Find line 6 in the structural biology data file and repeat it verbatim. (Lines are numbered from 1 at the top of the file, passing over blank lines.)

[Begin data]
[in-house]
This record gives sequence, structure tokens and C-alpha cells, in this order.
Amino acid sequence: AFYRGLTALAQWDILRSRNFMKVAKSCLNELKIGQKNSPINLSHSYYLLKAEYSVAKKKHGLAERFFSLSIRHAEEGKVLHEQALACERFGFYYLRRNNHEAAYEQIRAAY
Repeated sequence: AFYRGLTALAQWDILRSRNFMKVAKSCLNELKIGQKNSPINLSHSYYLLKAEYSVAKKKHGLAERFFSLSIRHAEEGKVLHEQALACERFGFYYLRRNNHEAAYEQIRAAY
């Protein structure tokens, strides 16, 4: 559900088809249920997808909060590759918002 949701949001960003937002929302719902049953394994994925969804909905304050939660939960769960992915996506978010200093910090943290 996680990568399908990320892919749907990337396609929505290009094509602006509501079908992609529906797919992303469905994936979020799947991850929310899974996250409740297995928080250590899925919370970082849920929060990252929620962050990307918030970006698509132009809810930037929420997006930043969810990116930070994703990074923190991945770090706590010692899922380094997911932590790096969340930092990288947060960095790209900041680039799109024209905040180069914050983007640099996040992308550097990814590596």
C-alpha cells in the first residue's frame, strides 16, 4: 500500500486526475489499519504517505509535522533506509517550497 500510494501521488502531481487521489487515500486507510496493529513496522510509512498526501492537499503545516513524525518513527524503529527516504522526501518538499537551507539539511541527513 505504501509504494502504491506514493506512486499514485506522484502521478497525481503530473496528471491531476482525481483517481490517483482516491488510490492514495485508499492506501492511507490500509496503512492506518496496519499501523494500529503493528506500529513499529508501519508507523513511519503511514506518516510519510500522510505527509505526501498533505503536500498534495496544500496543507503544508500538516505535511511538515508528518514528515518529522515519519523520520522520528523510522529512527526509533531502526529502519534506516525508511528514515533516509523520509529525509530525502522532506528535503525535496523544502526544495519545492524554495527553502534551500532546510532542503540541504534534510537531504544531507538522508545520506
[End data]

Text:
C-alpha cells in the first residue's frame, strides 16, 4: 500500500486526475489499519504517505509535522533506509517550497 500510494501521488502531481487521489487515500486507510496493529513496522510509512498526501492537499503545516513524525518513527524503529527516504522526501518538499537551507539539511541527513 505504501509504494502504491506514493506512486499514485506522484502521478497525481503530473496528471491531476482525481483517481490517483482516491488510490492514495485508499492506501492511507490500509496503512492506518496496519499501523494500529503493528506500529513499529508501519508507523513511519503511514506518516510519510500522510505527509505526501498533505503536500498534495496544500496543507503544508500538516505535511511538515508528518514528515518529522515519519523520520522520528523510522529512527526509533531502526529502519534506516525508511528514515533516509523520509529525509530525502522532506528535503525535496523544502526544495519545492524554495527553502534551500532546510532542503540541504534534510537531504544531507538522508545520506